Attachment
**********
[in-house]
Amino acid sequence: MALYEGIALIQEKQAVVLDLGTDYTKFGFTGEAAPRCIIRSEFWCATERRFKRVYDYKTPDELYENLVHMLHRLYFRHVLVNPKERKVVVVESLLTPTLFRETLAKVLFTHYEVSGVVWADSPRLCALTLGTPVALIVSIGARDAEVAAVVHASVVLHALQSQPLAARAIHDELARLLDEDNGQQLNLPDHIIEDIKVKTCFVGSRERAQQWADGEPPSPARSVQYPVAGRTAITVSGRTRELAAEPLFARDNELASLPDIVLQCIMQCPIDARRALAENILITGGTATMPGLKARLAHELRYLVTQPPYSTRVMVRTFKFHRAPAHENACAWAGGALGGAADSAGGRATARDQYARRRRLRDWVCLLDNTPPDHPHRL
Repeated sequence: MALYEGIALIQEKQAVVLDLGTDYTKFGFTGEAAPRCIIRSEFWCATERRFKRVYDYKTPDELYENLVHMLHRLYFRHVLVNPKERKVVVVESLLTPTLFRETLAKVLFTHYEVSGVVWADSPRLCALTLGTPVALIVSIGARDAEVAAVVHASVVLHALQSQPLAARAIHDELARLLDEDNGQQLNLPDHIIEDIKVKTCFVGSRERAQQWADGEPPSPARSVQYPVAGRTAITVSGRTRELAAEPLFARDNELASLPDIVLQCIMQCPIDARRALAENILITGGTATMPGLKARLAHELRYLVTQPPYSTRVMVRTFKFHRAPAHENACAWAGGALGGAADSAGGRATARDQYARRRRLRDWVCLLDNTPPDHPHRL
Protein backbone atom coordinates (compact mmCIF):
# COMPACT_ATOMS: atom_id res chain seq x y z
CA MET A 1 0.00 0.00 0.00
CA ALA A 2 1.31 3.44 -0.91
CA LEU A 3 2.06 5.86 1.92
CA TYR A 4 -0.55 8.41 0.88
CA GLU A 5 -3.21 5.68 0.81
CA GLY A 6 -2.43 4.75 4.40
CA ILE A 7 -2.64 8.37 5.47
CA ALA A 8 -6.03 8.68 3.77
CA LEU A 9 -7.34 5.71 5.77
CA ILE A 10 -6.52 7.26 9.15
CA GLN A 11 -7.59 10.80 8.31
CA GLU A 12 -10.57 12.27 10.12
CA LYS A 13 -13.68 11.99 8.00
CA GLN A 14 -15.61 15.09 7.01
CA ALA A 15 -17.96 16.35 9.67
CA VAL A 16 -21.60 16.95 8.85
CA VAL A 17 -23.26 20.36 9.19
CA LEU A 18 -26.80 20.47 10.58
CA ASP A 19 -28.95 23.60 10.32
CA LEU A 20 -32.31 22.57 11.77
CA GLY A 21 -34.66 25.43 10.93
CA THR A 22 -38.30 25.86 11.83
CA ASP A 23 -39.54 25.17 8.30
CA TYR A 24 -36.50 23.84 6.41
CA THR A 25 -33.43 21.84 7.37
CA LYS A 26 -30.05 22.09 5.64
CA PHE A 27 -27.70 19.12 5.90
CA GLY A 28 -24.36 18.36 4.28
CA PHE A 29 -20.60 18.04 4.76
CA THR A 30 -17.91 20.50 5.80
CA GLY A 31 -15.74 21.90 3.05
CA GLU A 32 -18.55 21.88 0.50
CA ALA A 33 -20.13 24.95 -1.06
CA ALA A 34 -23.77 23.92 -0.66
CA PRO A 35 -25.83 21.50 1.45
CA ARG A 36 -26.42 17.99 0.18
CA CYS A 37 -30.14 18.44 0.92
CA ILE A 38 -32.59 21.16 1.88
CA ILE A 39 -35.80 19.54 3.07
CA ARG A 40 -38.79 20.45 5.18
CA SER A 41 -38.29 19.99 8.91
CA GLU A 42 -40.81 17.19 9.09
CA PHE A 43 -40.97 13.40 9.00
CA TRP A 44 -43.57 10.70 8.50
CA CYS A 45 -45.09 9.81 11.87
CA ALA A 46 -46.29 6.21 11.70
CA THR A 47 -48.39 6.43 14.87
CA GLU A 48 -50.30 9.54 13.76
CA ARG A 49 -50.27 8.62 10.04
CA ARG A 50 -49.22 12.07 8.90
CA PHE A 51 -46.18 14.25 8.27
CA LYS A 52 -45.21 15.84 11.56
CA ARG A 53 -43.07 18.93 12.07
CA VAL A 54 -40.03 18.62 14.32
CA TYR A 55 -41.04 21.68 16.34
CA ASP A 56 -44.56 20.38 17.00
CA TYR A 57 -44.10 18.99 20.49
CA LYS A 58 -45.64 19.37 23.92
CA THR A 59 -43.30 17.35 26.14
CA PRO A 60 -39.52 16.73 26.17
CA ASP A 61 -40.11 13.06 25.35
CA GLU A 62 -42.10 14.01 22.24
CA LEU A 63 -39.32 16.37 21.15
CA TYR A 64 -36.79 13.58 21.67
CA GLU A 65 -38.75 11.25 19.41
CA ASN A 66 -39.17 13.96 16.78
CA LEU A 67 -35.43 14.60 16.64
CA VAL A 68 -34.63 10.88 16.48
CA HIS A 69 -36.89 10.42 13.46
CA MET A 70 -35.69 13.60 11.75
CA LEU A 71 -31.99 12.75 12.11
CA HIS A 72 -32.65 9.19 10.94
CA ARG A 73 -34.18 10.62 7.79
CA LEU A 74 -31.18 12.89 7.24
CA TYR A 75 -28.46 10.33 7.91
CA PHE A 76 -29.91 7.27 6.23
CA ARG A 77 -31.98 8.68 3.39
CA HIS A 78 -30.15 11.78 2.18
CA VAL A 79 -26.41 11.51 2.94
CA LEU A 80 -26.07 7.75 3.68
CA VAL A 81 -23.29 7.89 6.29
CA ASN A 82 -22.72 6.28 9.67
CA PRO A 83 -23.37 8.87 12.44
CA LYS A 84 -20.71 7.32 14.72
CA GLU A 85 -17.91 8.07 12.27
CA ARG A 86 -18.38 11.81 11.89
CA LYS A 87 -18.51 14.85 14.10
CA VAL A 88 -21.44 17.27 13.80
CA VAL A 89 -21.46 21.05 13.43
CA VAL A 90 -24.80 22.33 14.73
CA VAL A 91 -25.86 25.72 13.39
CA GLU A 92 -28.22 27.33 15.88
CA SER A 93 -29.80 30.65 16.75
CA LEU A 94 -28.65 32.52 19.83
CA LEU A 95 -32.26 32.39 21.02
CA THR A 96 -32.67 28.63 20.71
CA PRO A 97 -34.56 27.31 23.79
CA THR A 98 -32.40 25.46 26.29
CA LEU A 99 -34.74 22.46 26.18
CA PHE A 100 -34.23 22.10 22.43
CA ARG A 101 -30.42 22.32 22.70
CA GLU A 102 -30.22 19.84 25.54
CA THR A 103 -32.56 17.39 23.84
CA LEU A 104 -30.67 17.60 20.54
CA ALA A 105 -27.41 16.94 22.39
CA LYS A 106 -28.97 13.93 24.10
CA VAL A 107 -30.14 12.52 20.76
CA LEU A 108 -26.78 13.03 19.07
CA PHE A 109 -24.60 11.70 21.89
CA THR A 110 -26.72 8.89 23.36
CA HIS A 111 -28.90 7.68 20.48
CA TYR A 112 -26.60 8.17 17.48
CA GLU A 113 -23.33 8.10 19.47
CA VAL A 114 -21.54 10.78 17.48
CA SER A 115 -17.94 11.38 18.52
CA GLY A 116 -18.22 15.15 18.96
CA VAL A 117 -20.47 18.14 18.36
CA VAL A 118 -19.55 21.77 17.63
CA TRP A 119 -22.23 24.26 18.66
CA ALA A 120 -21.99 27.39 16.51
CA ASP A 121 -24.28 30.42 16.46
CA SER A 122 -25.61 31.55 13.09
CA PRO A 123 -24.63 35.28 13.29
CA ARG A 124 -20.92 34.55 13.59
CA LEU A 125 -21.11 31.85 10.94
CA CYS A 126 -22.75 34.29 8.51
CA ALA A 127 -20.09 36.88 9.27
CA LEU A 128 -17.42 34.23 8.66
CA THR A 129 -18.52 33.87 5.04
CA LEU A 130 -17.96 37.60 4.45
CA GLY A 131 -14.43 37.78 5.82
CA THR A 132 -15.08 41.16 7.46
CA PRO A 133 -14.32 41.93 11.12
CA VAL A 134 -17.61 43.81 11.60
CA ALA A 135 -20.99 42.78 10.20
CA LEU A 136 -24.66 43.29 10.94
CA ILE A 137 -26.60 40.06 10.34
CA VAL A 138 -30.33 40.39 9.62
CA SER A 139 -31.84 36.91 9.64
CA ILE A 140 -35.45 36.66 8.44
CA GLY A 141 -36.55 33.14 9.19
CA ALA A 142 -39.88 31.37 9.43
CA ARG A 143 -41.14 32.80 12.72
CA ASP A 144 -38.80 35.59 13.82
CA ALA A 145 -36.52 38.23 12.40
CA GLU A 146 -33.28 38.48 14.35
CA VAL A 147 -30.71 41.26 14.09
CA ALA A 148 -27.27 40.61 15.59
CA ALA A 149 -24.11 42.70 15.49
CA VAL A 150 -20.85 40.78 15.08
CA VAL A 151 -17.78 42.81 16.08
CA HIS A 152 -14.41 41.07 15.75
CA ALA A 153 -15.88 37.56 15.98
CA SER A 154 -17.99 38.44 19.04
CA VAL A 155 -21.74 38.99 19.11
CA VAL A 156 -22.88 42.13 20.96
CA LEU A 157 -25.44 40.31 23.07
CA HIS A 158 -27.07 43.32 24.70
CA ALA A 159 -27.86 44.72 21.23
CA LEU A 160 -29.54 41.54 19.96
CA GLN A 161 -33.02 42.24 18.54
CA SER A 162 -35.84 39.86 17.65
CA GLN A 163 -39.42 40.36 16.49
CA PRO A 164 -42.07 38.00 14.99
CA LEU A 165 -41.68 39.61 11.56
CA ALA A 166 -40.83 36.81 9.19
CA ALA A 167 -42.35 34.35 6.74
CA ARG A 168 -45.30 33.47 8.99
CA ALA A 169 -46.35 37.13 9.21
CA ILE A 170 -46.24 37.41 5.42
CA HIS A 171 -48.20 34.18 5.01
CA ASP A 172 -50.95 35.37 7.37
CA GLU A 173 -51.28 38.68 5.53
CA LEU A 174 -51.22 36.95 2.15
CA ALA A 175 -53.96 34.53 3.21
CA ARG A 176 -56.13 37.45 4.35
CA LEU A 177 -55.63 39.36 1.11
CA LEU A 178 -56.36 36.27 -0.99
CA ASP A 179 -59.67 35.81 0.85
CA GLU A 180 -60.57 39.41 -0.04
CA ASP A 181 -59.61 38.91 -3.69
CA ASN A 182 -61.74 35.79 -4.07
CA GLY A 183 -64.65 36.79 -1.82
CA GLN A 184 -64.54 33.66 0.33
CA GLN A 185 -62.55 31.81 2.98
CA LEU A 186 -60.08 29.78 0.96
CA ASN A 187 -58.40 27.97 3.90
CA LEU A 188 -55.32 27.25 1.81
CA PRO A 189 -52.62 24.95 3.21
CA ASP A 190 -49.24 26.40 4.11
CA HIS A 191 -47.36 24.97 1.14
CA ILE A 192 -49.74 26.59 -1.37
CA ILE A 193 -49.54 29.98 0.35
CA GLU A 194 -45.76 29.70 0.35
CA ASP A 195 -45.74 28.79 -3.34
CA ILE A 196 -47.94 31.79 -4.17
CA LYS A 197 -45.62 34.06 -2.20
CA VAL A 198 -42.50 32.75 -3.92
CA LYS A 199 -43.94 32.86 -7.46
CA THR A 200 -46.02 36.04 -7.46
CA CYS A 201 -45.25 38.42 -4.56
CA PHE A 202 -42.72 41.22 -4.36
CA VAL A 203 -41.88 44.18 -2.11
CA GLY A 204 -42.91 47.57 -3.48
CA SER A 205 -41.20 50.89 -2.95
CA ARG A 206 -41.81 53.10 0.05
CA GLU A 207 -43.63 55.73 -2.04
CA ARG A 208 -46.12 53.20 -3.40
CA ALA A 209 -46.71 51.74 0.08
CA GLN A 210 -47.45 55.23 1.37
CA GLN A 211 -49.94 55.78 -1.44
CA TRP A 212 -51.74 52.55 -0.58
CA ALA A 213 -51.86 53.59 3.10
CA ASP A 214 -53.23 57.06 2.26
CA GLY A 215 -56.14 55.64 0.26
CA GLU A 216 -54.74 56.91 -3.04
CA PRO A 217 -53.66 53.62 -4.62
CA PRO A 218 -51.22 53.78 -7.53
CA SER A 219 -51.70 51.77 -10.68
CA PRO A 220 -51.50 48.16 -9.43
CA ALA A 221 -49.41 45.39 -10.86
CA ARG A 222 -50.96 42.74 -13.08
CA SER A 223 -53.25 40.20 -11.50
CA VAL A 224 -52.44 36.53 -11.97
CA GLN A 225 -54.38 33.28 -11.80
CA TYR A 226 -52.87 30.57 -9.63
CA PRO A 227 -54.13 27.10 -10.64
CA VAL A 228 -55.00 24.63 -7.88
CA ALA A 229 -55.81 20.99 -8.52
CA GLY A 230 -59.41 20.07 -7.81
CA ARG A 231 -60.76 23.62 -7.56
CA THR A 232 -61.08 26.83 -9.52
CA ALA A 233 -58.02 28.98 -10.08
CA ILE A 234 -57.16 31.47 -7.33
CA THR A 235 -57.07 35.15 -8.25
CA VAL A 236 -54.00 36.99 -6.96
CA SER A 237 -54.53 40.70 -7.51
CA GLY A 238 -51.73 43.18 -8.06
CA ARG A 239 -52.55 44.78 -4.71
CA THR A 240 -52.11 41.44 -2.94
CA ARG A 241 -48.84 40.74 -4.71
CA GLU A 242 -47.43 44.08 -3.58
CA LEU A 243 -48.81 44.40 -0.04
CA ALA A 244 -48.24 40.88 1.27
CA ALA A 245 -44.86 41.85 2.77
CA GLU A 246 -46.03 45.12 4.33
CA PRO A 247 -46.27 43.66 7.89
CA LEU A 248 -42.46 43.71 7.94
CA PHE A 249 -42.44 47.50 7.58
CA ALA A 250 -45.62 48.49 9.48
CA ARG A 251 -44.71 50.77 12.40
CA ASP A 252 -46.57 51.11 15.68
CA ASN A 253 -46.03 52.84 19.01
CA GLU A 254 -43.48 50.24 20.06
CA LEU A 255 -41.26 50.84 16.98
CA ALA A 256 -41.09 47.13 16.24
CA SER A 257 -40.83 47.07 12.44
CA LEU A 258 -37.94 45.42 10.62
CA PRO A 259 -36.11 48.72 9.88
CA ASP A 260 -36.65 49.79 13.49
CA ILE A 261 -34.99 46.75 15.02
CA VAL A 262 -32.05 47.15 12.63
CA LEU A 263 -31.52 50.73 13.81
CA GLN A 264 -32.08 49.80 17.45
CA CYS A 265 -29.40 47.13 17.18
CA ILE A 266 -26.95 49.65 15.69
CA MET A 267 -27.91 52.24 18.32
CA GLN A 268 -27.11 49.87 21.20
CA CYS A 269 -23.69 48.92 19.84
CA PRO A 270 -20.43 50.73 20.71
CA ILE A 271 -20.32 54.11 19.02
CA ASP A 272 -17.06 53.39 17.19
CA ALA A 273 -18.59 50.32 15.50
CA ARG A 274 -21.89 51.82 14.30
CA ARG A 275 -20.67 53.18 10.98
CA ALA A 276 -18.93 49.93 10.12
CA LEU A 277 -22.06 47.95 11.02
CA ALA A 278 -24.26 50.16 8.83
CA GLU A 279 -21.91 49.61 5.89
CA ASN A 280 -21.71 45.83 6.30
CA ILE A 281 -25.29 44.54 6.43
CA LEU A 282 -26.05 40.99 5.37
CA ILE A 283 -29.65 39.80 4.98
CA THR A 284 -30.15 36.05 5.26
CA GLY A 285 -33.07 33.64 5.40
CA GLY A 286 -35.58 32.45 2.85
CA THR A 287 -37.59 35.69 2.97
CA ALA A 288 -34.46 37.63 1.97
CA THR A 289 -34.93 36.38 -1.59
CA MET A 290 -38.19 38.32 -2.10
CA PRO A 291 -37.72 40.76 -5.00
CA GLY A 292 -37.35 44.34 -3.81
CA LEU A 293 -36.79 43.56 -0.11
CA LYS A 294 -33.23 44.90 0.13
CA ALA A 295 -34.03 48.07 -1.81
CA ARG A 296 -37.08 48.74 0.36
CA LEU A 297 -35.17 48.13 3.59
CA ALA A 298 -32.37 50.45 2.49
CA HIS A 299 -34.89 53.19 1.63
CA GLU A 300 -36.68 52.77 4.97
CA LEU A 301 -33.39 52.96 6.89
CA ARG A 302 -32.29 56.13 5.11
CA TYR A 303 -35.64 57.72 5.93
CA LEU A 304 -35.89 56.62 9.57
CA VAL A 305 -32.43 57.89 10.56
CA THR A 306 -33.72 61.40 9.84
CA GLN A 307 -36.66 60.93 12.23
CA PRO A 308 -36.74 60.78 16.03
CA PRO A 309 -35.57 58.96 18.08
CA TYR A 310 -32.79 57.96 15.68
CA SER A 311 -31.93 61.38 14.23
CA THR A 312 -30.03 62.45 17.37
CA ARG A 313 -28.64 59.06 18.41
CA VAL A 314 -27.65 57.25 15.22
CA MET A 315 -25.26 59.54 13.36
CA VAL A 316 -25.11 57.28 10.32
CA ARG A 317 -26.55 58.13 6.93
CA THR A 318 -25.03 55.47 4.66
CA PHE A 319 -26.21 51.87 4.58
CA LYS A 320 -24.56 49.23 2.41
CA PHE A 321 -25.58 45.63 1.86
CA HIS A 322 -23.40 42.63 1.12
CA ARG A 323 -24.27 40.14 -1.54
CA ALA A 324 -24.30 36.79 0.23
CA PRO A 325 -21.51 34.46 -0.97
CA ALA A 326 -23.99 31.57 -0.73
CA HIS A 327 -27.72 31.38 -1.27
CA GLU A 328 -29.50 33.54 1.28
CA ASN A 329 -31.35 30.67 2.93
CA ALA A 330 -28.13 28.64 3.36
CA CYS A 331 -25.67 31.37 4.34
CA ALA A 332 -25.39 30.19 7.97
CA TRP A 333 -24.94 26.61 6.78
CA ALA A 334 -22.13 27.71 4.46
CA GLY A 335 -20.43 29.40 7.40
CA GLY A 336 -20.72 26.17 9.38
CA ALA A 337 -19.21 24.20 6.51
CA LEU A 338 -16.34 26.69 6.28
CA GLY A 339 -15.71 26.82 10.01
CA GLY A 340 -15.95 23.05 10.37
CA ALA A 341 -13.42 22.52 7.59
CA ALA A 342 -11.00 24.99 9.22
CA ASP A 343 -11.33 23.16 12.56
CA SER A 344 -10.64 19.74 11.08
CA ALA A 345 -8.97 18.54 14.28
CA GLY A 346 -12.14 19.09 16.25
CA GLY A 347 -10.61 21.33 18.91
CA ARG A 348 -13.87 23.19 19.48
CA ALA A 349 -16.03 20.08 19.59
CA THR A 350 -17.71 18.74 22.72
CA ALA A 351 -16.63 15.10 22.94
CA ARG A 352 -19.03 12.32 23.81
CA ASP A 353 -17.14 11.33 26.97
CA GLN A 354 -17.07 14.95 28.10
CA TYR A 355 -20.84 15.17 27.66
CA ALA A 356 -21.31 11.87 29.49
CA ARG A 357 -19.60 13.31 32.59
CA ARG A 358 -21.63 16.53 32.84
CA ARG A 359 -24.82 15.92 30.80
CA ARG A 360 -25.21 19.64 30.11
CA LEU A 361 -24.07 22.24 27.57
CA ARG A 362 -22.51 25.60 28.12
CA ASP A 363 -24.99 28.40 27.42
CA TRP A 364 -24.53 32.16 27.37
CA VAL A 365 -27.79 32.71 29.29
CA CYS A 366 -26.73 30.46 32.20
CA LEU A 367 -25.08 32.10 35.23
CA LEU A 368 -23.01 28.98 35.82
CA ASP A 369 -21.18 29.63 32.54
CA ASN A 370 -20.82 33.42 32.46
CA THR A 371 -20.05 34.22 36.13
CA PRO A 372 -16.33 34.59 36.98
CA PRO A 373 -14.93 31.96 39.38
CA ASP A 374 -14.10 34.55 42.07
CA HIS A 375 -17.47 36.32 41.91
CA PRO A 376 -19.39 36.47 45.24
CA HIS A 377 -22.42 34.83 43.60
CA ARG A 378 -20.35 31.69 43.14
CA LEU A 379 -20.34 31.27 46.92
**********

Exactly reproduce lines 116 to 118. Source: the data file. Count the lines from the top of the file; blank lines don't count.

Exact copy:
CA HIS A 111 -28.90 7.68 20.48
CA TYR A 112 -26.60 8.17 17.48
CA GLU A 113 -23.33 8.10 19.47